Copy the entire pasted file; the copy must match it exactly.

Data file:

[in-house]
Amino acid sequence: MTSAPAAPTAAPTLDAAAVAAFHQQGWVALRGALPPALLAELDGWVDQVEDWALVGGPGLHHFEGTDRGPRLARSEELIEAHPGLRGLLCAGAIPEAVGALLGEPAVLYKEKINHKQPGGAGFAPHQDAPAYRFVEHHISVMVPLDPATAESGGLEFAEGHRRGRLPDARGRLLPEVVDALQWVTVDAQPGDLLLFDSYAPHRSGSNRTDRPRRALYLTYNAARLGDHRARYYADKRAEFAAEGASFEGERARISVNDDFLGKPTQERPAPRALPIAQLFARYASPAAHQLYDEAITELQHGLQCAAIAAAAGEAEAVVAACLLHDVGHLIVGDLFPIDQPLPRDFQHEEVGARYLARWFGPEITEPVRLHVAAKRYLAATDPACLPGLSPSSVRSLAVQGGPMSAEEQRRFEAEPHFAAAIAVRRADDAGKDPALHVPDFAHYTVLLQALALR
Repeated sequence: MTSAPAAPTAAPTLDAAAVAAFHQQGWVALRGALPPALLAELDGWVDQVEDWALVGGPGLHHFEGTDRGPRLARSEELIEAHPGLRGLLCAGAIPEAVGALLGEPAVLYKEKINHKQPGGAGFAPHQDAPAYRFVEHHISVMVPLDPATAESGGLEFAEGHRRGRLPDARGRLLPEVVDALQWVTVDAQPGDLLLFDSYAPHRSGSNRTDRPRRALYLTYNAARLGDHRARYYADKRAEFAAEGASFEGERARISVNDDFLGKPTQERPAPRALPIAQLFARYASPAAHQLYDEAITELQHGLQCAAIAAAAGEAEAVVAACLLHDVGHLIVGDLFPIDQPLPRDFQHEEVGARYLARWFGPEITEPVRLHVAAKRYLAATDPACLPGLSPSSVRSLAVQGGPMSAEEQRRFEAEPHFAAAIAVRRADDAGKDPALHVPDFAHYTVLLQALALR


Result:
[in-house]
Amino acid sequence: MTSAPAAPTAAPTLDAAAVAAFHQQGWVALRGALPPALLAELDGWVDQVEDWALVGGPGLHHFEGTDRGPRLARSEELIEAHPGLRGLLCAGAIPEAVGALLGEPAVLYKEKINHKQPGGAGFAPHQDAPAYRFVEHHISVMVPLDPATAESGGLEFAEGHRRGRLPDARGRLLPEVVDALQWVTVDAQPGDLLLFDSYAPHRSGSNRTDRPRRALYLTYNAARLGDHRARYYADKRAEFAAEGASFEGERARISVNDDFLGKPTQERPAPRALPIAQLFARYASPAAHQLYDEAITELQHGLQCAAIAAAAGEAEAVVAACLLHDVGHLIVGDLFPIDQPLPRDFQHEEVGARYLARWFGPEITEPVRLHVAAKRYLAATDPACLPGLSPSSVRSLAVQGGPMSAEEQRRFEAEPHFAAAIAVRRADDAGKDPALHVPDFAHYTVLLQALALR
Repeated sequence: MTSAPAAPTAAPTLDAAAVAAFHQQGWVALRGALPPALLAELDGWVDQVEDWALVGGPGLHHFEGTDRGPRLARSEELIEAHPGLRGLLCAGAIPEAVGALLGEPAVLYKEKINHKQPGGAGFAPHQDAPAYRFVEHHISVMVPLDPATAESGGLEFAEGHRRGRLPDARGRLLPEVVDALQWVTVDAQPGDLLLFDSYAPHRSGSNRTDRPRRALYLTYNAARLGDHRARYYADKRAEFAAEGASFEGERARISVNDDFLGKPTQERPAPRALPIAQLFARYASPAAHQLYDEAITELQHGLQCAAIAAAAGEAEAVVAACLLHDVGHLIVGDLFPIDQPLPRDFQHEEVGARYLARWFGPEITEPVRLHVAAKRYLAATDPACLPGLSPSSVRSLAVQGGPMSAEEQRRFEAEPHFAAAIAVRRADDAGKDPALHVPDFAHYTVLLQALALR